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RandBall: Another reminder that NFL is a passing league

  • Blog Post by: Michael Rand
  • December 15, 2013 - 4:53 PM

The Vikings were playing without their all-world running back and his very capable backup -- not to mention the QB who has started the majority of their games this season -- so of course they put up the most points they have scored in 15 seasons.

Yes, their 48-30 romp over Philly was their largest output since dropping 50 on Jacksonville in 1998, the season they set a then-record for points in an NFL season.

There were a lot of circumstances that made such an output possible. The Eagles play fast, giving their opponents a lot of possessions, too. And the Eagles' defense was pretty much horrendous.

That said, it was another reminder that the NFL is a passing league ... and that for all of Adrian Peterson's greatness, a potent passing attack is what really lights up a scoreboard and makes an offense go in the modern NFL.

Matt Cassel threw for 382 yards and moved the ball like a machine. Those 382 yards were the most for a Vikings QB since Brett Favre dropped 446 on Arizona in 2010. Beyond that, you have to go back to the days of Daunte Culpepper for a higher passing yardage output.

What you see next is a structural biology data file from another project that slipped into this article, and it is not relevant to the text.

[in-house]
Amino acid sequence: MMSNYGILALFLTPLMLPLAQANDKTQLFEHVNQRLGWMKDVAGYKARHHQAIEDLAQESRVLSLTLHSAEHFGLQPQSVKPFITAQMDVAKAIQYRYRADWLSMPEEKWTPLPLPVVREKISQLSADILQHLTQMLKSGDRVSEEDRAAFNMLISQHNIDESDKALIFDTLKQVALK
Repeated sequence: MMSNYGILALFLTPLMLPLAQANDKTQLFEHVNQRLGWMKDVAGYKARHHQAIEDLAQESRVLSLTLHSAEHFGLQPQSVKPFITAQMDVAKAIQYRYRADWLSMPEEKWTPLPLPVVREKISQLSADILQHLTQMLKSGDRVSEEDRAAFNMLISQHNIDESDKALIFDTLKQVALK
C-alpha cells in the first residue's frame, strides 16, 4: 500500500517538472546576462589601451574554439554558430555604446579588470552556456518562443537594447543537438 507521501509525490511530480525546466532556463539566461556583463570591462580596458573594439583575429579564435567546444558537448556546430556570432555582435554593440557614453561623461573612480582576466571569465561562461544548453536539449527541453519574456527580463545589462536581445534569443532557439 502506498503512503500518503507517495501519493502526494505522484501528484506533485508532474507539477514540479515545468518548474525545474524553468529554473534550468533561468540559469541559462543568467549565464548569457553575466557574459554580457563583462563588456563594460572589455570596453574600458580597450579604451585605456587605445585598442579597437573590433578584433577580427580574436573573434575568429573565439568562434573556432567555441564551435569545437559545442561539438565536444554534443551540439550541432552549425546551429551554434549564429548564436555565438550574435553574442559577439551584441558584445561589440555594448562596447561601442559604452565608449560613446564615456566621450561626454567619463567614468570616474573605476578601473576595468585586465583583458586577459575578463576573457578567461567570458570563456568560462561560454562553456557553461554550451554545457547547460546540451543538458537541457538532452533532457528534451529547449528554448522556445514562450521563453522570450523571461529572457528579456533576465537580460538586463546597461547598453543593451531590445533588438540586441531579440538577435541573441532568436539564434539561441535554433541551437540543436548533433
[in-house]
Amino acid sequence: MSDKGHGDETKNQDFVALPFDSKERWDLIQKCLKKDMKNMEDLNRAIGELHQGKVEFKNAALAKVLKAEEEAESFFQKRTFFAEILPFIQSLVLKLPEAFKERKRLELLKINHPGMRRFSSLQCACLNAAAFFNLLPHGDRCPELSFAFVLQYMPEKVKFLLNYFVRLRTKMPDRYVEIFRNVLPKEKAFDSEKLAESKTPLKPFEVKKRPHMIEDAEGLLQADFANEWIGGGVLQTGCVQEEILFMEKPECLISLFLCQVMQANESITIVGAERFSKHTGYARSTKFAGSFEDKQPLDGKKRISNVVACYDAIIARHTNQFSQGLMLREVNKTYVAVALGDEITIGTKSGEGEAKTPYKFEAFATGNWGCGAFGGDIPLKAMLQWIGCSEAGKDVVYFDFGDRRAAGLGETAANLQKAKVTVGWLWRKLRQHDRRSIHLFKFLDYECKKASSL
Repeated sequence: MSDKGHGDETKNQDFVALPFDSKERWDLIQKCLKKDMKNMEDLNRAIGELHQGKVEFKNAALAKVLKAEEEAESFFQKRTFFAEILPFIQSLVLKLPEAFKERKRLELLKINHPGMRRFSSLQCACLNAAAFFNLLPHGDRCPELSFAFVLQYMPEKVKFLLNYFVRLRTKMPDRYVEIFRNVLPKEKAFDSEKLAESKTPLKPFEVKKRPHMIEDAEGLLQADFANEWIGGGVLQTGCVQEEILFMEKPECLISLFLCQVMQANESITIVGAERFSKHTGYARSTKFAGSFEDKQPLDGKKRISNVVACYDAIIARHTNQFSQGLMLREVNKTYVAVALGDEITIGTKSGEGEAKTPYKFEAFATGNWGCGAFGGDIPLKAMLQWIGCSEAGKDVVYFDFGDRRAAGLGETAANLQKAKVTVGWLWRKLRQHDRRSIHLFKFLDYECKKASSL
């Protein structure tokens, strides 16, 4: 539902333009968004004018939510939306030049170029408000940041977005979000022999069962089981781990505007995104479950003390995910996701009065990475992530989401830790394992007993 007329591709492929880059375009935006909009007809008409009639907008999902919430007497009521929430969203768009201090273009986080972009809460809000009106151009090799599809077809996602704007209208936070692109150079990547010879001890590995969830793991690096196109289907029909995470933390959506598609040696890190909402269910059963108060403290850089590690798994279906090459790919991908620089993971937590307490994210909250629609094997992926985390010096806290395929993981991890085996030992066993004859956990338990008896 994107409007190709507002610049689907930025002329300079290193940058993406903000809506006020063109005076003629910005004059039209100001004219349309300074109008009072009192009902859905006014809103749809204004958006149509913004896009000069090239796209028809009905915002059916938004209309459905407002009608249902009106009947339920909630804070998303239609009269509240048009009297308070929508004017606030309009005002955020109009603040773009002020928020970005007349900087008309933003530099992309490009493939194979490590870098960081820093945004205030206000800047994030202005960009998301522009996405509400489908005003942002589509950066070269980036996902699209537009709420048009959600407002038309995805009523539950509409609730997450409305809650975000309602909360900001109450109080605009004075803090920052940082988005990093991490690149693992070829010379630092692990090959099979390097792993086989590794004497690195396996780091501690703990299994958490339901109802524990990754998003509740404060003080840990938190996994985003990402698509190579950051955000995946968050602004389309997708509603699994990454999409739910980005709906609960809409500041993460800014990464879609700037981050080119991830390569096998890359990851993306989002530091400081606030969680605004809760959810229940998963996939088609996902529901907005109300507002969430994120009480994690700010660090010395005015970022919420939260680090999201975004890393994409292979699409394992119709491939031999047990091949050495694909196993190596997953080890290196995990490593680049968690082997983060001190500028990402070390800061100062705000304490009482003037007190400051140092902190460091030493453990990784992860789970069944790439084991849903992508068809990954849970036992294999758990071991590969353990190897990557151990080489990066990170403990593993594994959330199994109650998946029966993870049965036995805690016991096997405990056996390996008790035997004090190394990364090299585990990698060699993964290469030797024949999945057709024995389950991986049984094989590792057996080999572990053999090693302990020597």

Cassel only beat Christian Ponder's best game by a yard (Ponder had 381 in that duel against Tebow in 2011, his rookie season), but the point remains simple: Cassel is able to throw the ball to wide receivers. He moves the ball like a professional QB and Ponder really doesn't. And in the absence of a big-time running attack Sunday, we saw what happens when the Vikings open up and throw with a capable QB.

The greatest evidence comes from Cassel's chemistry with his most professional receiver, Greg Jennings. Jennings has played 13 of 14 games this season. In 8.5 games with Ponder and Josh Freeman (mostly Ponder), Jennings has 28 catches for 315 yards and zero TDs. In 4.5 games with Cassel, he has 31 catches for 418 yards and four TDs.

And the crazy part is this: Cassel is a decidedly average NFL quarterback. But even an average QB who can elevate his play in an expanded pass offense can direct a 48-point outburst like the one we witnessed Sunday.

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